Alternatively, the potential sequences that can be targeted for triple helix formation may be increased by creating a so-called “switchback” nucleic acid molecule. Switchback molecules are synthesized in an alternating 5′-3′, 3′-5′ manner, such that they base pair with first one strand of a duplex and then the other, eliminating the necessity for a sizable stretch of either purines or pyrimidines to be present on one strand of a duplex.

Antisense RNA and DNA, ribozyme, and triple helix molecules of the invention may be prepared by any method known in the art for the synthesis of DNA and RNA molecules. These include techniques for chemically synthesizing oligodeoxyribonucleotides and oligoribonucleotides well known in the art such as for example solid phase phosphoramidite chemical synthesis. Alternatively, RNA molecules may be generated by in vitro and in vivo transcription of DNA sequences encoding the antisense RNA molecule. Such DNA sequences may be incorporated into a wide variety of vectors that incorporate suitable RNA polymerase promoters such as the T7 or SP6 polymerase promoters. Alternatively, antisense cDNA constructs that synthesize antisense RNA constitutively or inducibly, depending on the promoter used, can be introduced stably into cell lines.

Moreover, various well-known modifications to nucleic acid molecules may be introduced as a means of increasing intracellular stability and half-life. Possible modifications include but are not limited to the addition of flanking sequences of ribonucleotides or deoxyribonucleotides to the 5′ and/or 3′ ends of the molecule or the use of phosphorothioate or 2′ O-methyl rather than phosphodiesterase linkages within the oligodeoxyribonucleotide backbone.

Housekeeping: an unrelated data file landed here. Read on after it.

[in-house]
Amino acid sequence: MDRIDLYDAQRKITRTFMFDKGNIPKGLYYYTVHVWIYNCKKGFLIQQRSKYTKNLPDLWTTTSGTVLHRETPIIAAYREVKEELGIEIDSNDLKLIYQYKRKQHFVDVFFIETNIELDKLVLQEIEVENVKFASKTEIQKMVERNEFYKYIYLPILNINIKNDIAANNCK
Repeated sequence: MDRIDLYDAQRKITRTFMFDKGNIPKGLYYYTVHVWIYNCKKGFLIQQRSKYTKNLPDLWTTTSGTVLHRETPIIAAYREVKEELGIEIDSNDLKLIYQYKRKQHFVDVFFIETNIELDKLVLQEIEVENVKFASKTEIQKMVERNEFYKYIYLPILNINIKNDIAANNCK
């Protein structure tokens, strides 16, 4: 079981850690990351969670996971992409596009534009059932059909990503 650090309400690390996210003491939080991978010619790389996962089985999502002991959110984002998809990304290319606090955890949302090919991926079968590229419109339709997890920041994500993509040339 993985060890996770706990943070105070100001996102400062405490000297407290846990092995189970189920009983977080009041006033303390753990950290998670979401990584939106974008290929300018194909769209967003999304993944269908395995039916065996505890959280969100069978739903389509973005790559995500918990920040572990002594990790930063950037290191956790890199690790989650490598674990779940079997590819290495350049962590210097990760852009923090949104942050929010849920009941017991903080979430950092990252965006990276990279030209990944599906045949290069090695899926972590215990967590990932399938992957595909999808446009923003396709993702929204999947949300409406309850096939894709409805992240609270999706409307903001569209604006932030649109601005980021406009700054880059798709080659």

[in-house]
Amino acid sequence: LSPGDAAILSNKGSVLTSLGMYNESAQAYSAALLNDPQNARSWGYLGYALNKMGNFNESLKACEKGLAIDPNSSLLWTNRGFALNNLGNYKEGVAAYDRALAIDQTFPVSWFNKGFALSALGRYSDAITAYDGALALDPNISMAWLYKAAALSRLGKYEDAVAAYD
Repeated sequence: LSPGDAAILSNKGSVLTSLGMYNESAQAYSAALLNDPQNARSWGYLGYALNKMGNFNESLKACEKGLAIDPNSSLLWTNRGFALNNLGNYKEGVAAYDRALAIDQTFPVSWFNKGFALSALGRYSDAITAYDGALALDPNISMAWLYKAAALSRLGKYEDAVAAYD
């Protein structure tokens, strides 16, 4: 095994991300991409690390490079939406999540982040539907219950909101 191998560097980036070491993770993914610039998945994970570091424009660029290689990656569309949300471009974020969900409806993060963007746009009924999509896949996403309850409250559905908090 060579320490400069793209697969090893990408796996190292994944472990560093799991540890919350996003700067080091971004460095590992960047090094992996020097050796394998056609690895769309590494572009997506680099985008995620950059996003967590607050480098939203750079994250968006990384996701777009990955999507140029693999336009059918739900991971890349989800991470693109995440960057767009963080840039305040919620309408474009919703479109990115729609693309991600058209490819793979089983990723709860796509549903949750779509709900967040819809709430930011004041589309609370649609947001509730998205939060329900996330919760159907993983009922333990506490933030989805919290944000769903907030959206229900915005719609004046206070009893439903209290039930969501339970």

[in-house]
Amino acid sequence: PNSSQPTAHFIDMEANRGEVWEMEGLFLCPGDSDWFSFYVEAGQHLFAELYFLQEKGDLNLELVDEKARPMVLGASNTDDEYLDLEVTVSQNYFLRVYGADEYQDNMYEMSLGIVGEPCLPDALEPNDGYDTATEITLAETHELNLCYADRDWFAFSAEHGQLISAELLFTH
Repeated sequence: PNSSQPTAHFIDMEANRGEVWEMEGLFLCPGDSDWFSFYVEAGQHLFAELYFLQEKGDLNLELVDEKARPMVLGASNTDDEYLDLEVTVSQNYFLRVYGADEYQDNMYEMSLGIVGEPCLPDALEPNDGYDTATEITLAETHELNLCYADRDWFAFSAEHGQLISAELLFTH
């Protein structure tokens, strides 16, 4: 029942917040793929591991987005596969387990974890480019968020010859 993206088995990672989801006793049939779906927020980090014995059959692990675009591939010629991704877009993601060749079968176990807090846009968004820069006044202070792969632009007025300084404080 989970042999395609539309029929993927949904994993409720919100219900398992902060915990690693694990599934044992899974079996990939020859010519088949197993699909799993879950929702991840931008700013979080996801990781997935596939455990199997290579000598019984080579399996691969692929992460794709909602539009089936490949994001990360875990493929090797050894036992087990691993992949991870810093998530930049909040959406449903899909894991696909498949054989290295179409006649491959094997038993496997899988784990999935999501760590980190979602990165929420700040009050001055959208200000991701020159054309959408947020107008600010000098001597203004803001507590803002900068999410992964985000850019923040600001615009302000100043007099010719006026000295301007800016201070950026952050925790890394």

RNAi

RNAi constructs comprise double stranded RNA that can specifically block expression of a target gene. Accordingly, RNAi constructs can act as antagonists by specifically blocking expression of a particular gene. “RNA interference” or “RNAi” is a term initially applied to a phenomenon observed in plants and worms where double-stranded RNA (dsRNA) blocks gene expression in a specific and post-transcriptional manner. Without being bound by theory, RNAi appears to involve mRNA degradation, however the biochemical mechanisms are currently an active area of research. Despite some mystery regarding the mechanism of action, RNAi provides a useful method of inhibiting gene expression in vitro or in vivo.

As used herein, the term “dsRNA” refers to siRNA molecules, or other RNA molecules including a double stranded feature and able to be processed to siRNA in cells, such as hairpin RNA moieties.

The term “loss-of-function,” as it refers to genes inhibited by the subject RNAi method, refers to a diminishment in the level of expression of a gene when compared to the level in the absence of RNAi constructs.

As used herein, the phrase “mediates RNAi” refers to (indicates) the ability to distinguish which RNAs are to be degraded by the RNAi process, e.g., degradation occurs in a sequence-specific manner rather than by a sequence-independent dsRNA response, e.g., a PKR response.

As used herein, the term “RNAi construct” is a generic term used throughout the specification to include small interfering RNAs (siRNAs), hairpin RNAs, and other RNA species which can be cleaved in vivo to form siRNAs. RNAi constructs herein also include expression vectors (also referred to as RNAi expression vectors) capable of giving rise to transcripts which form dsRNAs or hairpin RNAs in cells, and/or transcripts which can produce siRNAs in vivo.